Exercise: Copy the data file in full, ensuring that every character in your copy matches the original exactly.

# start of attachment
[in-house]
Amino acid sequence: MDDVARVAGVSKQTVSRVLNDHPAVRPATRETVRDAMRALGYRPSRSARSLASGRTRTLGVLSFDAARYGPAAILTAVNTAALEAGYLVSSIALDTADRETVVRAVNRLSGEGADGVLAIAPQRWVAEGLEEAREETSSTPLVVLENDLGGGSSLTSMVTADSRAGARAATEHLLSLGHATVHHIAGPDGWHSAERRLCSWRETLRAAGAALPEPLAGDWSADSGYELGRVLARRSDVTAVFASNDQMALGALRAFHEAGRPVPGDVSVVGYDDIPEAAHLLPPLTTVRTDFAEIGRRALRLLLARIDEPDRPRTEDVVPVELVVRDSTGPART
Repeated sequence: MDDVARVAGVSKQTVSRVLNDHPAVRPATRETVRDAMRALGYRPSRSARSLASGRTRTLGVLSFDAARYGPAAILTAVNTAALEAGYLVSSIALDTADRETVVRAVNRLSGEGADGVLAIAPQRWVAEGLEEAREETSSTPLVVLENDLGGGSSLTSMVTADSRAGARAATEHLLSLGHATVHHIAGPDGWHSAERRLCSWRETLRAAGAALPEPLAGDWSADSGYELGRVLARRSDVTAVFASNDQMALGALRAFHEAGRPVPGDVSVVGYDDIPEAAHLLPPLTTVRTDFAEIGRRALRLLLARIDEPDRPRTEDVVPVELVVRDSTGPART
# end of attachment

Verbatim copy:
[in-house]
Amino acid sequence: MDDVARVAGVSKQTVSRVLNDHPAVRPATRETVRDAMRALGYRPSRSARSLASGRTRTLGVLSFDAARYGPAAILTAVNTAALEAGYLVSSIALDTADRETVVRAVNRLSGEGADGVLAIAPQRWVAEGLEEAREETSSTPLVVLENDLGGGSSLTSMVTADSRAGARAATEHLLSLGHATVHHIAGPDGWHSAERRLCSWRETLRAAGAALPEPLAGDWSADSGYELGRVLARRSDVTAVFASNDQMALGALRAFHEAGRPVPGDVSVVGYDDIPEAAHLLPPLTTVRTDFAEIGRRALRLLLARIDEPDRPRTEDVVPVELVVRDSTGPART
Repeated sequence: MDDVARVAGVSKQTVSRVLNDHPAVRPATRETVRDAMRALGYRPSRSARSLASGRTRTLGVLSFDAARYGPAAILTAVNTAALEAGYLVSSIALDTADRETVVRAVNRLSGEGADGVLAIAPQRWVAEGLEEAREETSSTPLVVLENDLGGGSSLTSMVTADSRAGARAATEHLLSLGHATVHHIAGPDGWHSAERRLCSWRETLRAAGAALPEPLAGDWSADSGYELGRVLARRSDVTAVFASNDQMALGALRAFHEAGRPVPGDVSVVGYDDIPEAAHLLPPLTTVRTDFAEIGRRALRLLLARIDEPDRPRTEDVVPVELVVRDSTGPART